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Remarks of the President and Prime Minister Kare Willoch of Norway Following Their Meetings

February 18, 1983

The President. Well, I can tell you that I'm very pleased—and we all are—with the meetings that we've had with Prime Minister Willoch. Norway and the United States enjoy close ties that long predate our alliance, and it's always a happy occasion when we find a friend like Prime Minister Willoch paying us a visit.

Our discussions today come at a critical time for our alliance, a time when it's more important than ever for freedom-loving people on both sides of the Atlantic to reaffirm their shared security interests. For our part, I assured the Prime Minister of a firm American commitment to the preservation of peace and freedom and of our continuing efforts in coordination with our allies in the North Atlantic Community to achieve reductions in the military arsenals of both the East and the West.

The Prime Minister and I also discussed general NATO security issues and the importance of Norwegian energy supplies to the West. Our talks on all of these matters were positive and upbeat, as was our discussion of the international economic issues.

I'm deeply impressed that in these challenging times Norway and the United States, two longtime friends, continue to have strong commonality of interests. I hope that Prime Minister Willoch found the visit as useful as I did, and I look forward to maintaining a close and friendly relationship that is traditional between the leaders of our people and our two countries.

Mr. Prime Minister, it's been good to have you here.

The Prime Minister. Thank you.

Mr. President, I would first like to thank you for your gracious words. My visit to Washington, my discussions with a number of the American leaders, and of course, in particular, the meeting with you, Mr. President, today, has indeed been very, very useful to us. And I would like to add that we feel here, as we felt in Minnesota earlier this week, how close our two nations are.
I have had the opportunity to present Norwegian views on a number of problems facing us today. The most important current issue is the question of disarmament and arms control, and in particular, the Geneva negotiations.

The Western goal remains clear. We want to reach a balance of forces in Europe with as few nuclear weapons as possible. The zero option with no intermediate nuclear weapons on either side is the optimum outcome. We know that the U.S. will make all possible efforts to get an agreement with the Soviet Union as close to this optimum as possible. And to achieve this, it is of the utmost importance that the allies stand united.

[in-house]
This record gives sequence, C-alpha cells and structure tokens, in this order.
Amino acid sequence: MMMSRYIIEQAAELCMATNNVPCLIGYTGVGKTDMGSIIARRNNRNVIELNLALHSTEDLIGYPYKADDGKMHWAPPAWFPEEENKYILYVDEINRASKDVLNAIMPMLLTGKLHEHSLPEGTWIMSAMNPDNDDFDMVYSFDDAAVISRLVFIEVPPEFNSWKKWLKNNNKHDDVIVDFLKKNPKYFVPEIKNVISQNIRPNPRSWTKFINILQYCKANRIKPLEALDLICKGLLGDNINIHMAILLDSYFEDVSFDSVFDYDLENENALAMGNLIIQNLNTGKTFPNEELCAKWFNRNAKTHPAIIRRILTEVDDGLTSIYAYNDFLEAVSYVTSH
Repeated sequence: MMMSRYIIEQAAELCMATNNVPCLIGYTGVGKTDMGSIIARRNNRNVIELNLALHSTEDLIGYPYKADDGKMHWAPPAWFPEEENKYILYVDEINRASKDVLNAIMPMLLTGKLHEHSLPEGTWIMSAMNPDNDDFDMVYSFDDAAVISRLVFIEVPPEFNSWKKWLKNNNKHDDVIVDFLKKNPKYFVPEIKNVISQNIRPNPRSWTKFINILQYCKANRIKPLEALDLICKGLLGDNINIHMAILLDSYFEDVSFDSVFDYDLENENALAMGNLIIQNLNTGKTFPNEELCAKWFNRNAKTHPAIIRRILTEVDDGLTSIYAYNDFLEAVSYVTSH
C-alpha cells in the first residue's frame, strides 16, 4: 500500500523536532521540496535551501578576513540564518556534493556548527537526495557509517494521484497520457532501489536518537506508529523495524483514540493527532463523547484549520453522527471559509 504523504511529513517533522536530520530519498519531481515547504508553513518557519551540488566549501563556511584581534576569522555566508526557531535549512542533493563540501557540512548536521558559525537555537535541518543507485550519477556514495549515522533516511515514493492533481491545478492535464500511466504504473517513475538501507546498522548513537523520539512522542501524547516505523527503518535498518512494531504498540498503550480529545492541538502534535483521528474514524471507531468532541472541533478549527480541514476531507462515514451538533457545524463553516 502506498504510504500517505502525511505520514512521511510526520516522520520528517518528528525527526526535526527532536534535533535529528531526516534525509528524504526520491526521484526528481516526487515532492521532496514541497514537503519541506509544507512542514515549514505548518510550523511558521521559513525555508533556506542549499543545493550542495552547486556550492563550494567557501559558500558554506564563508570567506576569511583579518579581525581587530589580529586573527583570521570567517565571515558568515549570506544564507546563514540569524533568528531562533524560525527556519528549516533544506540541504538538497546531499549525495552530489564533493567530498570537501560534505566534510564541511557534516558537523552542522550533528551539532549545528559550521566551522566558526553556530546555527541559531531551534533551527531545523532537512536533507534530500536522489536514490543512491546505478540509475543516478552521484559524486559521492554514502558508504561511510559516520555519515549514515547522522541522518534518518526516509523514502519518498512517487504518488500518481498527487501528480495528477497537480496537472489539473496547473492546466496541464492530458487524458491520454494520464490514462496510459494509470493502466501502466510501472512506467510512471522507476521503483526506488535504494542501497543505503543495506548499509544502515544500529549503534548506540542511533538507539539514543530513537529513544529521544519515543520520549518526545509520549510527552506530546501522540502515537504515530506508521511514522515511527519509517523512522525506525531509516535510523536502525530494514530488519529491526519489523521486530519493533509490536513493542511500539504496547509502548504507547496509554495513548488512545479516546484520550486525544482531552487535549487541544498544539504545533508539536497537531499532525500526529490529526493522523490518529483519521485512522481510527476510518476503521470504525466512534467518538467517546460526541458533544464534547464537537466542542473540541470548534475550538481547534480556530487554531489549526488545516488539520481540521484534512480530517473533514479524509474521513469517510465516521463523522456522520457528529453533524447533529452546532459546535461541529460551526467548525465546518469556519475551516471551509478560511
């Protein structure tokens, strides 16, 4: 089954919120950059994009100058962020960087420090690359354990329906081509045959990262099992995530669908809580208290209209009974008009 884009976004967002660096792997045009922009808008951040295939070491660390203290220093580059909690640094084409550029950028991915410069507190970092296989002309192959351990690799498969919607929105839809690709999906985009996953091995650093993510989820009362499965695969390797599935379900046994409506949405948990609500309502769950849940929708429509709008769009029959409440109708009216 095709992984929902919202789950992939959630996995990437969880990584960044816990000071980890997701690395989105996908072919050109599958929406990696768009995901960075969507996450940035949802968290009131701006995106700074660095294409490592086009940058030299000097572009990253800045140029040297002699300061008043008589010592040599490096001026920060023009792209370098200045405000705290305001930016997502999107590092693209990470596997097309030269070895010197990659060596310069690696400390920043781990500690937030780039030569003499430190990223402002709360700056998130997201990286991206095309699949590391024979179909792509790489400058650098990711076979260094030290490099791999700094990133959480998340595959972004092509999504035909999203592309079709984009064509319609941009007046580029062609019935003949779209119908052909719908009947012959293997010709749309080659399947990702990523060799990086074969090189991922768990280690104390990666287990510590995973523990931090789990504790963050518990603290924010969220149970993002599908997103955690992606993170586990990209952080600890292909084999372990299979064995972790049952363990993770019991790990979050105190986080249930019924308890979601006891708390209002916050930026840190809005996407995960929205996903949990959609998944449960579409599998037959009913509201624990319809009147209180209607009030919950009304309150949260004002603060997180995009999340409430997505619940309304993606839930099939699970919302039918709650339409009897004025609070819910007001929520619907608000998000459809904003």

We also had the opportunity to discuss a number of other issues, as the President mentioned. We discussed, among other issues, the economic outlook and the possibilities for improved international cooperation to achieve a revival of our economies and a reduction of unemployment.

Mr. President, I wish to thank you once again wholeheartedly for your kindness and for all the useful discussions we have had. Thank you so much, Mr. President.

Q. Mr. President, there may be $50 million missing from the Superfund. Does that disturb you, sir? Fifty million dollars missing from the Superfund, there may be, according to a Congressman. Does that disturb you?

The President. It would disturb me if it were true. This is what we've said we're going to find out, if there's anything to support any of these charges. And we're doing our utmost to find that out.

Q. Are you going to reach an agreement today on the papers, sir, turning them over or not?

The President. [Inaudible]—you wouldn't expect me to read the mind of those people up on the Hill, would you?

Note: The President spoke at 1:22 p.m. to reporters assembled at the South Portico of the White House. Earlier, the President and the Prime Minister met in the Oval Office, together with United States and Norwegian officials, including the Vice President, Secretary of State George P. Shultz, and U.S. Ambassador to Norway Mark Evans Austad. The President and the Prime Minister and their delegations then held a working luncheon in the Residence.

Ronald Reagan, Remarks of the President and Prime Minister Kare Willoch of Norway Following Their Meetings Online by Gerhard Peters and John T. Woolley, The American Presidency Project

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